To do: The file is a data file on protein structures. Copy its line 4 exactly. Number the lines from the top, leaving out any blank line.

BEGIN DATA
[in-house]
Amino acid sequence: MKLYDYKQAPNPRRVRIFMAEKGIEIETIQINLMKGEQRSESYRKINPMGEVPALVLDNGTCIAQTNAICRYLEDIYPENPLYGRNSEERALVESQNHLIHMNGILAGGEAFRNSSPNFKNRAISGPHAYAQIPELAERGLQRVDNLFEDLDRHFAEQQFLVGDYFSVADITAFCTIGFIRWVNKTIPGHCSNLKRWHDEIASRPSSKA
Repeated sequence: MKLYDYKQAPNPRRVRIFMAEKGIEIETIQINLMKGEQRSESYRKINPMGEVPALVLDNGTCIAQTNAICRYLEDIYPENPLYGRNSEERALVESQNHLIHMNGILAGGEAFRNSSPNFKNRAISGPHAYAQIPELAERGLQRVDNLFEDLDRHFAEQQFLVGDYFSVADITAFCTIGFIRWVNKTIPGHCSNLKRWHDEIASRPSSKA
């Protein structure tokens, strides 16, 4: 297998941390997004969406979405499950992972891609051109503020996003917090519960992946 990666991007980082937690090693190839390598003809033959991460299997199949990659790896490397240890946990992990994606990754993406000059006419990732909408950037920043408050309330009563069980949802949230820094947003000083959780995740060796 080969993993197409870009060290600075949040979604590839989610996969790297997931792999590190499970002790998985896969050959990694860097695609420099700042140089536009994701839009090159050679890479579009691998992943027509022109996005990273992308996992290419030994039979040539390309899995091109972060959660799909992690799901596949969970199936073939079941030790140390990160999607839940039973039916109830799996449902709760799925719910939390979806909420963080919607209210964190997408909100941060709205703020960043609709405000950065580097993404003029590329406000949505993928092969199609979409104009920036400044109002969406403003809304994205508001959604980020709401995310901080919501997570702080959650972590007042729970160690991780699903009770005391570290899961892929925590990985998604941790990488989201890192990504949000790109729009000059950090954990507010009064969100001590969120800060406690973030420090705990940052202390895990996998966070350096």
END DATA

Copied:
């Protein structure tokens, strides 16, 4: 297998941390997004969406979405499950992972891609051109503020996003917090519960992946 990666991007980082937690090693190839390598003809033959991460299997199949990659790896490397240890946990992990994606990754993406000059006419990732909408950037920043408050309330009563069980949802949230820094947003000083959780995740060796 080969993993197409870009060290600075949040979604590839989610996969790297997931792999590190499970002790998985896969050959990694860097695609420099700042140089536009994701839009090159050679890479579009691998992943027509022109996005990273992308996992290419030994039979040539390309899995091109972060959660799909992690799901596949969970199936073939079941030790140390990160999607839940039973039916109830799996449902709760799925719910939390979806909420963080919607209210964190997408909100941060709205703020960043609709405000950065580097993404003029590329406000949505993928092969199609979409104009920036400044109002969406403003809304994205508001959604980020709401995310901080919501997570702080959650972590007042729970160690991780699903009770005391570290899961892929925590990985998604941790990488989201890192990504949000790109729009000059950090954990507010009064969100001590969120800060406690973030420090705990940052202390895990996998966070350096």